243308 African American Adults' Perspectives on Genetics and Genetic Research

Tuesday, November 1, 2011: 11:10 AM

Lauren D. Arnold, PhD, MPH , School of Public Health, Department of Epidemiology, St. Louis University, St. Louis, MO
Natasan McCray, BA , Department of Surgery, Washington University School of Medicine, St. Louis, MO
Jennifer Weinman, MA , Human Subjects Research Protection Office, Washington University School of Medicine, St. Louis, MO
Aimee S. James, PhD, MPH, MA , Department of Surgery, Washington University School of Medicine, St. Louis, MO
Purpose: African Americans desire for information about genetic risk and their attitudes towards participation in genetic research are largely uncharacterized. This pilot study sought to gather data about these factors.

Methods: A survey was administered to 63 African Americans recruited at federally-qualified health centers. Questions assessed understanding of genetic risk, desire for information about genetics, and attitudes toward genetic research.

Results: The sample was 51% (n=32) male with an average age of 52.2 years. Over one-third (39.7%) were never married and nearly half (48.1%) reported good/excellent health. The sample was primarily low-income, with 34.9% on disability, 38.1% unemployed, and 34.9% uninsured. Although only 17.5% had talked with a healthcare provider about genetic risks, 76.2% indicated they would like this information. The majority said they were likely to consider participating in genetic research, with or without blood donation. Sixty-two percent believed a family history of cancer means a genetic risk exists, and 31.7% believed a genetic risk for cancer means nothing can be done to reduce the chance of getting sick. Twenty-one percent believed that in the absence of genetic risk, there is no reason for screening. There were no significant differences by gender.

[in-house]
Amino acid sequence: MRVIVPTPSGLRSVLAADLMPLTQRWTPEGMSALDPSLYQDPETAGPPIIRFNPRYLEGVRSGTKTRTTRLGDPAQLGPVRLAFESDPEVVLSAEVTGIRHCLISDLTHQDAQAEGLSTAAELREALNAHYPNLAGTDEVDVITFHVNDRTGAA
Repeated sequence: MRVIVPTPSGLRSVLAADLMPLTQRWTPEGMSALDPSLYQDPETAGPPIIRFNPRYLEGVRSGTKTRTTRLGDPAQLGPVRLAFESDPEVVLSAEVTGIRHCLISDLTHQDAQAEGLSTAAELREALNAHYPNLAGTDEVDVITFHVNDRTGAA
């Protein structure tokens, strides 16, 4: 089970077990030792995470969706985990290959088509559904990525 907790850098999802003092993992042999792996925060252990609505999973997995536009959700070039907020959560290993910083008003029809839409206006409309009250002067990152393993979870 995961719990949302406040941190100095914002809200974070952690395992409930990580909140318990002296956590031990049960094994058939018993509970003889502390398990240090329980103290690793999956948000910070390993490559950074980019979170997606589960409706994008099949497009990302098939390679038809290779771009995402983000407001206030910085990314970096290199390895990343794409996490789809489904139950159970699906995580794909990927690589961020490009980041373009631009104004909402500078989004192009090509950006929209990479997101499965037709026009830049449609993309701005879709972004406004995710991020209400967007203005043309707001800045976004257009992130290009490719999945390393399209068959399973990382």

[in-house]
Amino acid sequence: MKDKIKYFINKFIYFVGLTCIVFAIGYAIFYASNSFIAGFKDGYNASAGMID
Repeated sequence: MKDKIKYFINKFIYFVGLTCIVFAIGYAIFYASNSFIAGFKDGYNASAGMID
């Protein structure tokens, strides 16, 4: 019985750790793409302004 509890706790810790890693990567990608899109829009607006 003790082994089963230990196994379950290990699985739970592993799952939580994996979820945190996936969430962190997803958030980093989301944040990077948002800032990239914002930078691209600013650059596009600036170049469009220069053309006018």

Conclusions: African Americans desire discussions about genetic risk with their healthcare providers. A substantial proportion indicates willingness to partake in genetic research. The belief that a lack of genetic risk eliminates the need for screening and that preventive measures are ineffective if one has a genetic risk are two misperceptions that may be addressed through future interventions.

Learning Areas:
Basic medical science applied in public health
Clinical medicine applied in public health
Diversity and culture
Public health or related research
Social and behavioral sciences

Learning Objectives:
Describe persepctives of low-income, African Americans on participation in genetic research. Discuss whether African Amercians' attitudes about participation in genetic research differ by gender or other demographic factors.

Keywords: Health Disparities, Genetics

Presenting author's disclosure statement:

Qualified on the content I am responsible for because: As faculty in the Division of Public Health Sciences, I conduct survey research in chronic disease and health disparities. For this study, I conducted background work, designed survey questions, and was invovled with analysis and interpretation of results.
Any relevant financial relationships? No

I agree to comply with the American Public Health Association Conflict of Interest and Commercial Support Guidelines, and to disclose to the participants any off-label or experimental uses of a commercial product or service discussed in my presentation.